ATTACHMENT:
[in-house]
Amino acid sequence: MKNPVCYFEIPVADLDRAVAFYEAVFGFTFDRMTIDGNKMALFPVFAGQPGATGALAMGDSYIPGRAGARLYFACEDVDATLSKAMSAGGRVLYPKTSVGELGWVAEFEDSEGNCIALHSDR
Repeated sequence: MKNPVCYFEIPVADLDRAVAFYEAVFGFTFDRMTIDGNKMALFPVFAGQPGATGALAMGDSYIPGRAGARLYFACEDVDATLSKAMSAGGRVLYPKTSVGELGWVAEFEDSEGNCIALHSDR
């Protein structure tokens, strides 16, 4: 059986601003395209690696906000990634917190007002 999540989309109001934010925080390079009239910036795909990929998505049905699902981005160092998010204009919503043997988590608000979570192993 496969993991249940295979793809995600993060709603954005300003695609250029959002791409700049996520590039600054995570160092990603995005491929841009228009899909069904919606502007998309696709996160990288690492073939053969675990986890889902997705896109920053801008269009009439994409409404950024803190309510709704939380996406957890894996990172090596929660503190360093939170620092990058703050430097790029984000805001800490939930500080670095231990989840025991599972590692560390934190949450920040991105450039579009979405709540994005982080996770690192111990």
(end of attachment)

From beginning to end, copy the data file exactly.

[in-house]
Amino acid sequence: MKNPVCYFEIPVADLDRAVAFYEAVFGFTFDRMTIDGNKMALFPVFAGQPGATGALAMGDSYIPGRAGARLYFACEDVDATLSKAMSAGGRVLYPKTSVGELGWVAEFEDSEGNCIALHSDR
Repeated sequence: MKNPVCYFEIPVADLDRAVAFYEAVFGFTFDRMTIDGNKMALFPVFAGQPGATGALAMGDSYIPGRAGARLYFACEDVDATLSKAMSAGGRVLYPKTSVGELGWVAEFEDSEGNCIALHSDR
């Protein structure tokens, strides 16, 4: 059986601003395209690696906000990634917190007002 999540989309109001934010925080390079009239910036795909990929998505049905699902981005160092998010204009919503043997988590608000979570192993 496969993991249940295979793809995600993060709603954005300003695609250029959002791409700049996520590039600054995570160092990603995005491929841009228009899909069904919606502007998309696709996160990288690492073939053969675990986890889902997705896109920053801008269009009439994409409404950024803190309510709704939380996406957890894996990172090596929660503190360093939170620092990058703050430097790029984000805001800490939930500080670095231990989840025991599972590692560390934190949450920040991105450039579009979405709540994005982080996770690192111990």